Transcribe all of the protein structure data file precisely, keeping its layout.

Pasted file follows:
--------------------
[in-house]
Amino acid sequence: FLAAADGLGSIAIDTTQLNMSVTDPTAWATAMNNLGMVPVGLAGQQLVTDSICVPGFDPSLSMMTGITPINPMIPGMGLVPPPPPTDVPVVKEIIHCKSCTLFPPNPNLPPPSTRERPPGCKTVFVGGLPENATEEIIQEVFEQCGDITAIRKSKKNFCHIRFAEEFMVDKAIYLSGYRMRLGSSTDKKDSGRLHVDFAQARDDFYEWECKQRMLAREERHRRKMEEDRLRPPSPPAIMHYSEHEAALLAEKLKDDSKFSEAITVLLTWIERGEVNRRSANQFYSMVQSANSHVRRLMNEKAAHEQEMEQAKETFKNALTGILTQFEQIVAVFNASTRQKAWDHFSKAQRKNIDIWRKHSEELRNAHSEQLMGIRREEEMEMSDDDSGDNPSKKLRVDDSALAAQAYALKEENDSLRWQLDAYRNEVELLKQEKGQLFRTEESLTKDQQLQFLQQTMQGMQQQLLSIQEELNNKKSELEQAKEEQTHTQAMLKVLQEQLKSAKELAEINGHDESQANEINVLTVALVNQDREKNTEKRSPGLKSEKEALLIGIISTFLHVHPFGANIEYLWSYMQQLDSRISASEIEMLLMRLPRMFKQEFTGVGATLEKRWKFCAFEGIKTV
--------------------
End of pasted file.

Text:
[in-house]
Amino acid sequence: FLAAADGLGSIAIDTTQLNMSVTDPTAWATAMNNLGMVPVGLAGQQLVTDSICVPGFDPSLSMMTGITPINPMIPGMGLVPPPPPTDVPVVKEIIHCKSCTLFPPNPNLPPPSTRERPPGCKTVFVGGLPENATEEIIQEVFEQCGDITAIRKSKKNFCHIRFAEEFMVDKAIYLSGYRMRLGSSTDKKDSGRLHVDFAQARDDFYEWECKQRMLAREERHRRKMEEDRLRPPSPPAIMHYSEHEAALLAEKLKDDSKFSEAITVLLTWIERGEVNRRSANQFYSMVQSANSHVRRLMNEKAAHEQEMEQAKETFKNALTGILTQFEQIVAVFNASTRQKAWDHFSKAQRKNIDIWRKHSEELRNAHSEQLMGIRREEEMEMSDDDSGDNPSKKLRVDDSALAAQAYALKEENDSLRWQLDAYRNEVELLKQEKGQLFRTEESLTKDQQLQFLQQTMQGMQQQLLSIQEELNNKKSELEQAKEEQTHTQAMLKVLQEQLKSAKELAEINGHDESQANEINVLTVALVNQDREKNTEKRSPGLKSEKEALLIGIISTFLHVHPFGANIEYLWSYMQQLDSRISASEIEMLLMRLPRMFKQEFTGVGATLEKRWKFCAFEGIKTV